Tuesday, May 13, 2014


Tim Vidas has posted OpenLV, an update to the popular LiveView tool that many of use have used before. When conducting an investigation, there are a number of ways to access acquired images, such as via any number of analysis frameworks (DFF, ProDiscover, Autopsy, etc.) that provide a great deal of functionality for interacting with data.  There are tools for mounting an acquired image as a read-only volume (FTK Imager, etc.), but OpenLV allows you to boot the acquired image.  This can provide a great deal of visibility into the system, allowing the investigator to see what the intruder saw, interact with the system the way the intruder interacted with it, and even verify malware autostart functionality.

Be sure to check out the DFRWS Proceedings, written by Tim, Matthew Geiger, and Brian Kaplan.

The other day I was answering a question about Windows Event Log analysis, and I ran across Willi Ballenthin's tool, EVTXtract (PDF here).  This tool allows an analyst to recover deleted Windows Event Log records.  The Windows Event Log (.evtx) files follow a binary structure that's much different from the Event Log (.evt) files on Windows XP and 2003, but deleted records can apparently be recovered, at least in some cases.

ThunderBird Parser
Mari has shared her ThunderBird Parser.  Her blog post has some great information...she talks about what issue she faced and how she chose to address it by writing her own code.  Doing this not only helped her understand the underlying data on much more intimate level, but it also opened that understanding up to other analysts.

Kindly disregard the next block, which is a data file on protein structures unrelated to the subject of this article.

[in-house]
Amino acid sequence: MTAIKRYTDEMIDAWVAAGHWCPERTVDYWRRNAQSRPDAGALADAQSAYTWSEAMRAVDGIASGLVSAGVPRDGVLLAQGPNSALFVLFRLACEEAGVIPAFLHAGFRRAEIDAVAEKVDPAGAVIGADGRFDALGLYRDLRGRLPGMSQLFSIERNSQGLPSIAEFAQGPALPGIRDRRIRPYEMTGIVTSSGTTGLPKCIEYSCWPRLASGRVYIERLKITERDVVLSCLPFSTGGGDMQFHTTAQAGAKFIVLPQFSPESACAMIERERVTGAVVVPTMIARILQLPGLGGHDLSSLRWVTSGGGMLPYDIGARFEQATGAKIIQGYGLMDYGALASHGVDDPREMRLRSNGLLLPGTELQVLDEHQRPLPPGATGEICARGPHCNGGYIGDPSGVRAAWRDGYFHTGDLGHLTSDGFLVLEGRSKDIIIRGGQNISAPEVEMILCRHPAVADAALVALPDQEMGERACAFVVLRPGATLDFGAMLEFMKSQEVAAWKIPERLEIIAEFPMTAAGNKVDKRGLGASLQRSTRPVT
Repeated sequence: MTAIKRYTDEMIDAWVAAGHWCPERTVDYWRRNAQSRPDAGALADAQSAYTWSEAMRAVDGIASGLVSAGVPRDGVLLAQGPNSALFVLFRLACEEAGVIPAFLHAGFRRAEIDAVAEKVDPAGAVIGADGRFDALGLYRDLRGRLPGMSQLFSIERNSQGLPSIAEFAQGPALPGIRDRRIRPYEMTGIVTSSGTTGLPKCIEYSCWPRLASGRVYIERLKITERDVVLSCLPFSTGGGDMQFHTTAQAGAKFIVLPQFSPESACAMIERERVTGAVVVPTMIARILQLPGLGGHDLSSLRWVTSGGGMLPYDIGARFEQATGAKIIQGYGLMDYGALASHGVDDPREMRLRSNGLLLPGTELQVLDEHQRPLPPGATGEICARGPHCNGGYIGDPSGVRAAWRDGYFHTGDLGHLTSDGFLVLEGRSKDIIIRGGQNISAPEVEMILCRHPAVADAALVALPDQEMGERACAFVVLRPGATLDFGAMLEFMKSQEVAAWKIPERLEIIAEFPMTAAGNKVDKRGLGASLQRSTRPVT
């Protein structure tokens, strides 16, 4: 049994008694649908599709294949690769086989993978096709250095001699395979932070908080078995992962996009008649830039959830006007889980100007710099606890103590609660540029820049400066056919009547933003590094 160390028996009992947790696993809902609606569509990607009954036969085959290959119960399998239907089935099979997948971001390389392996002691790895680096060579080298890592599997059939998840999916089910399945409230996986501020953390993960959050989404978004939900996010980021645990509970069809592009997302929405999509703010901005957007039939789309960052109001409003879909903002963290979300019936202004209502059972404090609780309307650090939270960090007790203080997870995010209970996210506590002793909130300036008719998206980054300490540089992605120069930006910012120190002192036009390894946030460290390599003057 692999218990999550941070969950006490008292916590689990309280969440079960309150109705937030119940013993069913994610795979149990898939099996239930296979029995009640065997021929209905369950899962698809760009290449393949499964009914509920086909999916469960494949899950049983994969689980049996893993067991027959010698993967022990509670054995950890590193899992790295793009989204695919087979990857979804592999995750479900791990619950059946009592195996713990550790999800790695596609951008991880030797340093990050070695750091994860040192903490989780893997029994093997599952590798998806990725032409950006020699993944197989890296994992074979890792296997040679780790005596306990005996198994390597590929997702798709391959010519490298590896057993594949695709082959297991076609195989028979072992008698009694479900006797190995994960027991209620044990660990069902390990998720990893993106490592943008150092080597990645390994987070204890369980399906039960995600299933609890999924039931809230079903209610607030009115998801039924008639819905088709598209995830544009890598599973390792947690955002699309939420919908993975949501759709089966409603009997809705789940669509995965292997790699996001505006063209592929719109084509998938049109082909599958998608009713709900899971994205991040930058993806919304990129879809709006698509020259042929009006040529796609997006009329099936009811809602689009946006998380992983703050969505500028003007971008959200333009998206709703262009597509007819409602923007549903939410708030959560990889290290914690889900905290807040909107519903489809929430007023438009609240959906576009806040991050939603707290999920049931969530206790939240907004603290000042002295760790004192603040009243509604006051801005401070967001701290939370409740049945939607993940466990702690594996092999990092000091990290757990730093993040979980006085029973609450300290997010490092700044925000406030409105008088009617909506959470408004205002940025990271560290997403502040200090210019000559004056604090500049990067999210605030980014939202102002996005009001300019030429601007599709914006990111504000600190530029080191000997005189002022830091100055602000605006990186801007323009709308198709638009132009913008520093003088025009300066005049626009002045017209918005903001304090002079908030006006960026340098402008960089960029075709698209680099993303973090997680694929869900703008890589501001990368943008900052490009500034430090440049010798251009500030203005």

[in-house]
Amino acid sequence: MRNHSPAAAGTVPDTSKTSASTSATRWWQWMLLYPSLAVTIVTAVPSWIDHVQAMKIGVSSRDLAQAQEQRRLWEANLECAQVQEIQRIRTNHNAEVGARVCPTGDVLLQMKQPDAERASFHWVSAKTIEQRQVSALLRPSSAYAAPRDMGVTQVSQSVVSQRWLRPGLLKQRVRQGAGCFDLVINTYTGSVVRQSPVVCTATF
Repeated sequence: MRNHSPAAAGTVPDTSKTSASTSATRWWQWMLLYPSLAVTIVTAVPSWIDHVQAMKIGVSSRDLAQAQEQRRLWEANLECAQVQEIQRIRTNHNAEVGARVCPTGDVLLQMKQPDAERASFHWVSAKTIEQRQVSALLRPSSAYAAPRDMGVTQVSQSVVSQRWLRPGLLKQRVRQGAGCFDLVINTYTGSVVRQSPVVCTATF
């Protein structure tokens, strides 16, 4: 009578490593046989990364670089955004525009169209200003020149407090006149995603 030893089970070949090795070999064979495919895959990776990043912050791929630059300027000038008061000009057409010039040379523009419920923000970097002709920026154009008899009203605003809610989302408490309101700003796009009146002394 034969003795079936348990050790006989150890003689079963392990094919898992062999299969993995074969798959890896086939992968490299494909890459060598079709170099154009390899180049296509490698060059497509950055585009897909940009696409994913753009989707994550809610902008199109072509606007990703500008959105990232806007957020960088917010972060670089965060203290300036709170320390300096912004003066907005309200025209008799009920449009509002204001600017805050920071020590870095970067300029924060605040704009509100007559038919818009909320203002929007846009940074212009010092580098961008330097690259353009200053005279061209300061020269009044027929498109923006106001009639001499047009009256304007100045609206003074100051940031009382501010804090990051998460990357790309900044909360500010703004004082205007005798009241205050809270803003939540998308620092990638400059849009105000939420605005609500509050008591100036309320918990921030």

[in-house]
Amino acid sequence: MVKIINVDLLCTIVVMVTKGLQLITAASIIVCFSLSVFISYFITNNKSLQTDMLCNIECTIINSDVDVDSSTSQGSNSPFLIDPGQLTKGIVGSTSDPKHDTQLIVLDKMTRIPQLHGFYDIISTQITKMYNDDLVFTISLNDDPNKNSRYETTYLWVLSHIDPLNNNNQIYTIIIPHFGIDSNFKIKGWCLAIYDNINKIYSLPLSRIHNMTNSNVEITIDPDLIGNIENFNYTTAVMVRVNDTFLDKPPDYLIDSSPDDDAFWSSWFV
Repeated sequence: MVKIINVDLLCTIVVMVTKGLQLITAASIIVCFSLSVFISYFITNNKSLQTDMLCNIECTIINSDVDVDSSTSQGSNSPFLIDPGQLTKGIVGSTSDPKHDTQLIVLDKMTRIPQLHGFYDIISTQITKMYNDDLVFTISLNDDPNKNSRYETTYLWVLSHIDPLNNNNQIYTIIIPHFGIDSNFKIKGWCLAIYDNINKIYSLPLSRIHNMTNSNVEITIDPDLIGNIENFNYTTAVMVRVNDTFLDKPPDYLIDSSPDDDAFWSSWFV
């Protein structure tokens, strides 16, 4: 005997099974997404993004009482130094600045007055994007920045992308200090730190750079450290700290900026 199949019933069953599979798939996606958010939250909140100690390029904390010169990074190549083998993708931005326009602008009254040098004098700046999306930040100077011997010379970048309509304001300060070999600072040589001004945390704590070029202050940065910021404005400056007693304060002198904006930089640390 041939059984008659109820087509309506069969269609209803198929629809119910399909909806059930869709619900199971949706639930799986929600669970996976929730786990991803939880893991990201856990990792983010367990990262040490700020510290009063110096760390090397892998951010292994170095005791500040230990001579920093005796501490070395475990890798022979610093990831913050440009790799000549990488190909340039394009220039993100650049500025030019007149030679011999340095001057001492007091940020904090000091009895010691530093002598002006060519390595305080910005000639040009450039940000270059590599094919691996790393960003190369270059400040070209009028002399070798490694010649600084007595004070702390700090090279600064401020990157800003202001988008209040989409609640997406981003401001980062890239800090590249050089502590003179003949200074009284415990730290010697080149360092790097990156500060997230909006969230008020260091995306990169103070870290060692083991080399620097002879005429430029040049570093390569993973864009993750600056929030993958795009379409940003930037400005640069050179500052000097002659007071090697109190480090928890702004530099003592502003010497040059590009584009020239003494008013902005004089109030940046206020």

My conference attendance changed recently, and I am no longer a member of Suzanne Widup's author panel at the SANS DFIR Summit in Austin, TX.  I was really looking forward to speaking on the panel (I've written a book or two), and discussing various topics around writing DFIR books.  In fact, we'd already started addressing some questions in my blog, and I was really looking forward to hearing and addressing other questions.

My not attending the summit has nothing whatsoever to do with any review of my book, and honestly, I'm more than a little shocked that someone would think that, let alone say it out loud to others.

Brian Carrier has opened up the call for papers for the OSDFCon, to be held in Herndon, VA, on 5 Nov. This has always been a great conference to attend (see here), and needs more practitioners to submit presentations.  In fact, I've recommended to Mari that she submit to the conference to give a presentation on the ThunderBird email parser, or any of the other tools she's written.  I've already submitted two presentation ideas.

I'm also looking for thoughts and ideas for other conferences to which I can submit to the CfP.  CEIC is out because it's already come and gone.  If anyone has any thoughts regarding a conference (or conferences) that are specific to DFIR, and include topics on addressing targeted threats, I'd greatly appreciate it if you'd comment here or drop me an email.  Thanks.

1 comment:

43nsicbot said...

what a bummer, i was looking forward to your participation at the DFIR summit.
there is also derbycon or archc0n that is geared towards dfir, and are a bit like bsides (smaller conferences) and both are accepting CFPs. not sure what your thoughts are on those.